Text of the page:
Reed: “I’m not going to get into the blame game.”

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Reed: “I’m not going to get into the blame game.”

Mayor Kasim Reed and city officials took the airwaves again Wednesday morning in an effort to defend the city’s storm preparedness and calm residents who remain stranded in an icy gridlock.

Reed and public safety leaders said all Atlanta Public Schools who were trapped on buses have been taken to a “safe place” and said they’ve resolved hundreds of auto accidents city-wide with no fatalities.

His main focus, he reiterated, is helping state leaders rescue the untold number of Atlantans still sitting in gridlock. Reed’s administration oversees Atlanta roads, but not the interstates and major highways.

“What I’m thinking of every moment is how to get people out of their cars,” Reed said, adding he is soon meeting again with Gov. Nathan Deal, the National Guard and the Georgia Department of Transportation.

But Reed also defended the city’s response as vastly improved since an ice storm in 2011 shut down the city for nearly a week and reiterated the biggest collective mistake was closing schools, businesses and government agencies at once.

“If we had not had everyone exiting at the same time and going en route to pick up their children, I don’t believe we would have had the kind of gridlock that has resulted in what people are seeing around the nation.”

The mayor rebuffed a reporter’s suggestion that eyes were on Atlanta alone, noting: “I’m not going to get into the blame game, but the crisis that we are going through is across the region. If you look at anybody’s street in any community across the entire region, there’s no one doing a better job than we are in the City of Atlanta.”

It’s the mayor’s second major press conference since standing with Deal Tuesday night to discuss their coordinated efforts.

Speaking at a late-night press conference, Deal ordered state government shut down Wednesday and urged drivers to stay off the roads paralyzed by snow, portraying the weather as an “unexpected storm” that developed so quickly amid changing forecasts that officials struggled to respond.

And Reed promised transparency while also urging motorists to stay home and let emergency crews respond to stranded drivers. Road crews will treat icy highways and snow-covered streets throughout the night, he said.

Both politicians said they had learned valuable lessons from the 2011 ice storm that brought metro Atlanta to its knees, and that closer coordination and more resources have prevented the gridlock from becoming worse.

“There are certain things we don’t have control over and one of those is the weather. This came rather unexpectedly. The time frame in which it hit was a very short time frame,” said Deal. “And I think we’re better prepared now than we were in 2011.”

Still, to many who had endured the gridlock, the words rang hollow.

Thousands of motorists were trapped on clogged streets deep into the night, turning minutes-long commutes into hours-long affairs. The traffic jams in the storm’s wake also left students stuck in school buses and classrooms across metro Atlanta, and Deal said he’s dispatched state troopers to schools to help.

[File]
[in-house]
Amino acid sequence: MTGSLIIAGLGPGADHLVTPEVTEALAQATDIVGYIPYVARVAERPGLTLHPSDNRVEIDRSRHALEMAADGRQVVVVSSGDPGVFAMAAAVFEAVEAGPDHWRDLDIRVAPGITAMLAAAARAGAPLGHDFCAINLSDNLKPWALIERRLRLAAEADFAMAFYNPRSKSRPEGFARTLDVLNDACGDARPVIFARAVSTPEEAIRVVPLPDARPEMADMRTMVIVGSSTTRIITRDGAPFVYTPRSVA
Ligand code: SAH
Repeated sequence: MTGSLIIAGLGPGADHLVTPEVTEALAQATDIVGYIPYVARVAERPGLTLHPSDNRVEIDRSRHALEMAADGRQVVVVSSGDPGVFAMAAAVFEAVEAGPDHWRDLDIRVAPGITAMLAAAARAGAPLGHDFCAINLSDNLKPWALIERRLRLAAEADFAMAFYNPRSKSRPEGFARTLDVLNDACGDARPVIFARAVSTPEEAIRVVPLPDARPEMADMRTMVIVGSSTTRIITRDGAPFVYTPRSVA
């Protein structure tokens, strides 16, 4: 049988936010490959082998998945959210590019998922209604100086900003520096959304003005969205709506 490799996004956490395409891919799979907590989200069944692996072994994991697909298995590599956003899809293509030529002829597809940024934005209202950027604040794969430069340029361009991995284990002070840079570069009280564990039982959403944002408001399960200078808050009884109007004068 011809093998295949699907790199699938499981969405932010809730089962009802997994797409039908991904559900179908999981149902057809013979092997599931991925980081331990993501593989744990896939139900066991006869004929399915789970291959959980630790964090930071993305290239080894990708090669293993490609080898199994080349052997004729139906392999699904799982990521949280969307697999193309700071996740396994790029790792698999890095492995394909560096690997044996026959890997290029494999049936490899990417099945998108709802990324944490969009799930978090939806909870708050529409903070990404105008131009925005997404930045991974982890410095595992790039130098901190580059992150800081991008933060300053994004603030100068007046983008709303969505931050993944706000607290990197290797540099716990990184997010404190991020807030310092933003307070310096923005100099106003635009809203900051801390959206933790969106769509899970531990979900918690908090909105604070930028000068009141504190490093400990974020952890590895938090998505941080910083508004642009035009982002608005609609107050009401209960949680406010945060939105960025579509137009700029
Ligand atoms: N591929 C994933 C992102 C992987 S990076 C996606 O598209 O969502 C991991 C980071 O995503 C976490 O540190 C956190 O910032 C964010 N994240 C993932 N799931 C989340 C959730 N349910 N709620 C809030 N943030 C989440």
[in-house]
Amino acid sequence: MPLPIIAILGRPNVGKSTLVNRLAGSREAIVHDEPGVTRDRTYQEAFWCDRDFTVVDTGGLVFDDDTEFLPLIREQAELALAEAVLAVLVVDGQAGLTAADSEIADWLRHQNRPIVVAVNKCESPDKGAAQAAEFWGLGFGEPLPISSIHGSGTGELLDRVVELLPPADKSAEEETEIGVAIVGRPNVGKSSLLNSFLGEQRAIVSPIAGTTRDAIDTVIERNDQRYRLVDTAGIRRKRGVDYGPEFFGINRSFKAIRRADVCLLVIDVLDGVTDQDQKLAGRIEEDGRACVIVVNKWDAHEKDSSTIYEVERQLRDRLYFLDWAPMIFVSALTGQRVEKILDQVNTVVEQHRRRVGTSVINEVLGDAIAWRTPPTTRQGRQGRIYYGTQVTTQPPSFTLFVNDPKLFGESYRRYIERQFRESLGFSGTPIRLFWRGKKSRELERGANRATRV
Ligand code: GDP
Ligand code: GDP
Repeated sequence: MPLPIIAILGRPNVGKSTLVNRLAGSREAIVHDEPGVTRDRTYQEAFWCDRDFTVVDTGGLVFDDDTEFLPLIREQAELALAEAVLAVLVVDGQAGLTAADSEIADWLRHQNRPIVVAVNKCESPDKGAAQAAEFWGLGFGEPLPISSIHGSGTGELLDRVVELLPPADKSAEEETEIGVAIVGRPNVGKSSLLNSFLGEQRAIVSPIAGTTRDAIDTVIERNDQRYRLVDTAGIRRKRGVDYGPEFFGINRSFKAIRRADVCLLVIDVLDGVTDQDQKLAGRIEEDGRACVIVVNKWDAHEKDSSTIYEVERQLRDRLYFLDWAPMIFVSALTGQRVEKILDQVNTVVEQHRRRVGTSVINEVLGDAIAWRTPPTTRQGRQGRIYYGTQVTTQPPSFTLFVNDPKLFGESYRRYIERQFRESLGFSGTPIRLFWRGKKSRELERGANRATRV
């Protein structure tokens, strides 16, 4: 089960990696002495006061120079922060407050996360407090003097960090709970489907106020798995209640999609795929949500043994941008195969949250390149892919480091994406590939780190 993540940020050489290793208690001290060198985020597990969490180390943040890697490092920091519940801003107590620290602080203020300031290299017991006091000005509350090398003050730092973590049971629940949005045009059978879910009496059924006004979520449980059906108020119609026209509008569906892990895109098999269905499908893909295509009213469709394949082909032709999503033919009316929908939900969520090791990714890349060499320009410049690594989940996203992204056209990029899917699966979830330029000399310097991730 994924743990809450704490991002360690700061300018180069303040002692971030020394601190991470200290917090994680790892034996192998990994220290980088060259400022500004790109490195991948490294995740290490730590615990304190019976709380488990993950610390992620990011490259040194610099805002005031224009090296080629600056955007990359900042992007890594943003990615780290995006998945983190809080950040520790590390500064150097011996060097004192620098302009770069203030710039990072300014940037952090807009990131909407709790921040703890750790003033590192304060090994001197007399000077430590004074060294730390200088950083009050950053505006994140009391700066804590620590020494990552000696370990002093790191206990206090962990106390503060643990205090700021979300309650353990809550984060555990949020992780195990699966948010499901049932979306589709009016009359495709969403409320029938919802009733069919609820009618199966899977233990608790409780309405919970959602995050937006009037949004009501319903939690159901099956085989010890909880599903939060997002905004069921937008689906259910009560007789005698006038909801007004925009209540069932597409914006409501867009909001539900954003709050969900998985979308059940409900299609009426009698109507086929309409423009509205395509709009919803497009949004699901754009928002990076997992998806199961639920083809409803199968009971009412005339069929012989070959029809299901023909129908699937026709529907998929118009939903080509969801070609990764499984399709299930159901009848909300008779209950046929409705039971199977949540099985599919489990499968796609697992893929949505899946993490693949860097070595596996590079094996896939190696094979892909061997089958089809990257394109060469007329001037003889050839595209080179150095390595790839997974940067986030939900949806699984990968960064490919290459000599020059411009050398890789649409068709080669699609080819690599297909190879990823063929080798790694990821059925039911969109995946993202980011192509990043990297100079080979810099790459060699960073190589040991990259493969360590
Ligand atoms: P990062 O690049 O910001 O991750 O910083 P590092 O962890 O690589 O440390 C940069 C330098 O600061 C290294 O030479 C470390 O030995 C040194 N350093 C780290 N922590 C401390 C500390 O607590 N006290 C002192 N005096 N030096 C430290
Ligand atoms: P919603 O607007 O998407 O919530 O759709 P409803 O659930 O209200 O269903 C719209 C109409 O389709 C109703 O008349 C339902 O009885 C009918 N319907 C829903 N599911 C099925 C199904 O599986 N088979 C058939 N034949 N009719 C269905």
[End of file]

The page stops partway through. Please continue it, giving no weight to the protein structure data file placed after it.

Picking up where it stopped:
Atlanta’s mayor, dealing with his second major weather crisis since taking office in 2009, quickly addressed what he saw as the region’s greatest failing: timing.

“The fact of the matter is we do take responsibility for having the business community, government and schools basically leave all at once,” he said. “We created a situation from a traffic standpoint that was very challenging.”

And remains so. More than 12 hours after the storm began to drop snow on metro Atlanta, maintenance crews and emergency responders still couldn’t get passed many clogged streets to clear accidents, rescue stranded motorists and cover icy streets with gravel and salt.

Reed and Deal said getting motorists off the road and home is their top priority, but state officials said they were still trying to determine just how many students were stranded on buses and at schools across the region.

Still, Reed said the response was far better than it was during the 2011 storm. He said crews already had about 70 pieces of equipment on the road - more than first-responders had at the same stage in 2011. And he noted no fatalities had been reported and that entrances to hospitals and fire stations were clear.

“We are coordinating our resources much better than we did in 2011 and we’re going to be out of this much faster as a result,” said Reed.

The governor urged drivers to stay off the streets as ice that’s melting will re-freeze amid plunging temperatures, causing more traffic headaches on Wednesday. He said the National Guard is working to extract “fragile” motorists.

The public’s reaction to the storm and its handling has been constant and intense throughout the day, surging in the late-night hours with criticism during the leaders’ press conference.

Whitney Dozier, a teacher, tweeted that she was frustrated that Deal, Reed and other local officials “let us down once AGAIN.”

Another Twitter user, who writes from the account @warpedelf, said local and state officials “Failed to be prepared” and that the transportation department’s workers “need a public spanking.”

Atlantan Kevin Kiernan, who tweets from an eponymous handle, simply wrote this to the Twitterverse late Tuesday: “Embarrassed for my city.”

Deal, though, pleaded for patience as crews work to unclog roads and stranded commuters slowly make their ways home.

“It is not a simple solution,” Deal said. “I wish we could just wave a magic wand but we have to deal with reality.”

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